Three hundred years ago the Southern Appalachians were home to the sovereign Cherokee Nation. Over sixty towns and settlements were connected by a well-worn system of foot trails, many of which later became bridle paths and wagon roads. This Indian trail system was the blueprint for the circuitry of the region’s modern road, and interstate systems. Cherokee towns and villages were scattered from Elizabethton, TN, to north Alabama, Western North Carolina, North Georgia and Upper South Carolina. The most isolated of these towns were in the remote valleys of Western North Carolina along the Little Tennessee, Cheoah, Valley, Hiwassee, Nantahala, and Tuckasegee Rivers. Mountainous barriers reaching into the sky surrounded these towns and European explorers described them as “impassable” on early.
There is abundant evidence indicating that some of the trails used by the early Indians of Georgia were already formed by large grazing animals, particularly buffalo. These animals ranged through much of Georgia and the Southeast until they were hunted to extinction in the late eighteenth or early nineteenth century.
Most of Towns County’s archaeological sites were covered by Lake Chatuge in 1942. It was a rushed, private sector, war-time project. Village sites and mounds were destroyed without professional archaeological study. Prior to public improvements being constructed in the Brasstown Valley, the Georgia DOT and DNR did contract with private archaeological consultants during the late 1980s and early 1990s.
Although most tourist-oriented literature describes the aboriginal occupants of Towns County as being Cherokee, the Cherokee Alliance did not even claim the northeastern tip of present-day Georgia until 1717. However, the Cherokee tribe occupied what is now Towns County longer than any other county in Georgia; roughly 1715-1838. Until 1793, what is now the western boundary of Towns County was the official western boundary of the Cherokee Nation in Georgia. After 1793, the eastern edge of the county was the eastern edge of Cherokee territory in Georgia.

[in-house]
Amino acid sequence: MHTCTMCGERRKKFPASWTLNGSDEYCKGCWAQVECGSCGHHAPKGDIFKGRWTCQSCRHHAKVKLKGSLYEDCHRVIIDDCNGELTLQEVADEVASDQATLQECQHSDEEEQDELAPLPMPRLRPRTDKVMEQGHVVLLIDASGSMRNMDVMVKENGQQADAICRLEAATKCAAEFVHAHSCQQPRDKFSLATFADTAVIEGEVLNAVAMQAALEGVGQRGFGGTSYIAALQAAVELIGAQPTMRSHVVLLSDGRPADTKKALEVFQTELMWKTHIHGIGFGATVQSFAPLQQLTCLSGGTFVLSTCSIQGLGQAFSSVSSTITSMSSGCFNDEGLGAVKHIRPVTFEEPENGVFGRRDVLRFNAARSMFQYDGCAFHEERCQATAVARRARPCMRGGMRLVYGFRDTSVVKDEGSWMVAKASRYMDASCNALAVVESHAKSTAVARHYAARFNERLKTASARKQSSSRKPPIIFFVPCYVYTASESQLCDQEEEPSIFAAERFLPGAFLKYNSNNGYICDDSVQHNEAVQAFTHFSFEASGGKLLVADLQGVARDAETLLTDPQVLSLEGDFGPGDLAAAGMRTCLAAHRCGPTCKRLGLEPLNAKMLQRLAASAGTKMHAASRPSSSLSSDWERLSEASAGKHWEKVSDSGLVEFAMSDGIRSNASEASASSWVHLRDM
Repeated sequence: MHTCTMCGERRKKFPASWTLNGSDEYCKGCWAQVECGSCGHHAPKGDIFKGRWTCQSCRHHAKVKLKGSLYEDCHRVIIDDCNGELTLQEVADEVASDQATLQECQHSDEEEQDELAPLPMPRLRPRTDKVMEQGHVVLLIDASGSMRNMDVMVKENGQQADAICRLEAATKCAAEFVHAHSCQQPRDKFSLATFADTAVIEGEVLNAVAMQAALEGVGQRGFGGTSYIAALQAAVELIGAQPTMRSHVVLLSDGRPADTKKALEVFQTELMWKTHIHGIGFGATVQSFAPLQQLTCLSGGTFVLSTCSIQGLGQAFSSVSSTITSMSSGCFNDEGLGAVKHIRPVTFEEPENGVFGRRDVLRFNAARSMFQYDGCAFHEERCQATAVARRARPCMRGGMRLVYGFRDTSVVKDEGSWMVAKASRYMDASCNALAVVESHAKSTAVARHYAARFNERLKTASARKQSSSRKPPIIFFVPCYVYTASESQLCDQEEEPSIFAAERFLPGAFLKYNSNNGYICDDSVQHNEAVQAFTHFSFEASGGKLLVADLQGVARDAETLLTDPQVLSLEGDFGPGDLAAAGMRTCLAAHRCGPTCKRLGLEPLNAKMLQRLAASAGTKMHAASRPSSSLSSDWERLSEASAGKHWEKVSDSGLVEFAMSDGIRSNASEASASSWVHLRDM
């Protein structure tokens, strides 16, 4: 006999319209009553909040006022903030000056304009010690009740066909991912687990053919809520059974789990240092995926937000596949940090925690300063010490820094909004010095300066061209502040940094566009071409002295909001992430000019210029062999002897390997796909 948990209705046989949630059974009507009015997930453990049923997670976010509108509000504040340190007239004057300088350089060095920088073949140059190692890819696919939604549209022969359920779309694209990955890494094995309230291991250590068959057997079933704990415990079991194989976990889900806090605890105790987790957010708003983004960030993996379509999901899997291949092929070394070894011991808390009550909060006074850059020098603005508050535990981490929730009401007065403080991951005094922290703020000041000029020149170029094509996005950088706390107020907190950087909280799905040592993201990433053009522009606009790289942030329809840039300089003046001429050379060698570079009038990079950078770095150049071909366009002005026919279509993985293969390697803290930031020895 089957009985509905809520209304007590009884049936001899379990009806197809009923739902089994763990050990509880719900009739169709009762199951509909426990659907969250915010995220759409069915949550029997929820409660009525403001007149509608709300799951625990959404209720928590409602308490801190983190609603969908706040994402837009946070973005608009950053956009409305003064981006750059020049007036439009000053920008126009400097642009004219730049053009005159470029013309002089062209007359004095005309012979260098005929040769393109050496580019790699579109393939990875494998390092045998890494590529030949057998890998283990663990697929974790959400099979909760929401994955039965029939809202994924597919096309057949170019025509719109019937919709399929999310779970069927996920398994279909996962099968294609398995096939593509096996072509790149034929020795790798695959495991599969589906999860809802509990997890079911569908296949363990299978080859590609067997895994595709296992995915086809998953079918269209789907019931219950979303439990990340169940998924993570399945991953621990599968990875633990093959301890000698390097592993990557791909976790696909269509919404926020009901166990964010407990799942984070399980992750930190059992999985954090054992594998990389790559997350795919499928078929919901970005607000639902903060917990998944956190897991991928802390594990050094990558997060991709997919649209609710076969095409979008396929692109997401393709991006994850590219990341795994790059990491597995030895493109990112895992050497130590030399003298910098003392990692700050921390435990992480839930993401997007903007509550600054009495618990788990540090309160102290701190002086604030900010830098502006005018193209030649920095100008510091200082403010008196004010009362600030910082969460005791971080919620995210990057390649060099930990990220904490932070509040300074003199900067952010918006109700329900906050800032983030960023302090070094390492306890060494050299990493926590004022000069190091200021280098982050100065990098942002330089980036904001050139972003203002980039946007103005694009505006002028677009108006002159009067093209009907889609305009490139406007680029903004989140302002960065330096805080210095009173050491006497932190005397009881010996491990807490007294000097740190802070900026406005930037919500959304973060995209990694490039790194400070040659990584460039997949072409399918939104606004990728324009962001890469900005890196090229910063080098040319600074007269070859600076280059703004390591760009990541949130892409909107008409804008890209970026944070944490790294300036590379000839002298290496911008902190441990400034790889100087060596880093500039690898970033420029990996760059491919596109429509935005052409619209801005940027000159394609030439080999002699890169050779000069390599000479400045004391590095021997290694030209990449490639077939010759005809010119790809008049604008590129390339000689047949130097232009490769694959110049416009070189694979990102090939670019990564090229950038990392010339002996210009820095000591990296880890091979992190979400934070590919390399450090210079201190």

Two important trade routes ran through present day Towns County. One, known today by its Cherokee name of the Unicoi Trail, connected the Gulf Coast with the Mountains via the Chattahoochee River and South Atlantic Coast with the Midwest via the Savannah River and Hiwassee River. An important east-west leg of the trail ran from the headwaters of the Savannah River to the headwaters of the Chattahoochee River at the Nacoochee Mound. It was joined by the Peachtree Trail that follows Peachtree Road and Peachtree Street all the way into downtown Atlanta.
Another important trail connected the Native American towns on the Hiwassee River with great regional capital of Etalwa (Etowah Mounds.) Etalwa dominated a region about 300 miles in diameter. Cultural symbols that functioned as the city’s “logo” can be found throughout the Georgia and western North Carolina Mountains. The Etalwa Trail followed the Etowah River to its source, then followed the route of US 19 over Neels Gap into Union County. This trail then cut through Track Rock Gap. From there approximately followed US Hwy. 76 east to the Hiawassee River.
I wanted to bring this information to you today, as fall is just around the corner. What better way to see and experience fall in the forest than to walk on of these old Indian trails? Watch for items of interest along the way. Petrographs, carved stone and trees with carvings. Walk the path of the People that made these journeys’, enjoy a change of seasons, most of all take a moment to actually see our mountains in all their glory.
Thank you for spending some of your time with us today and as always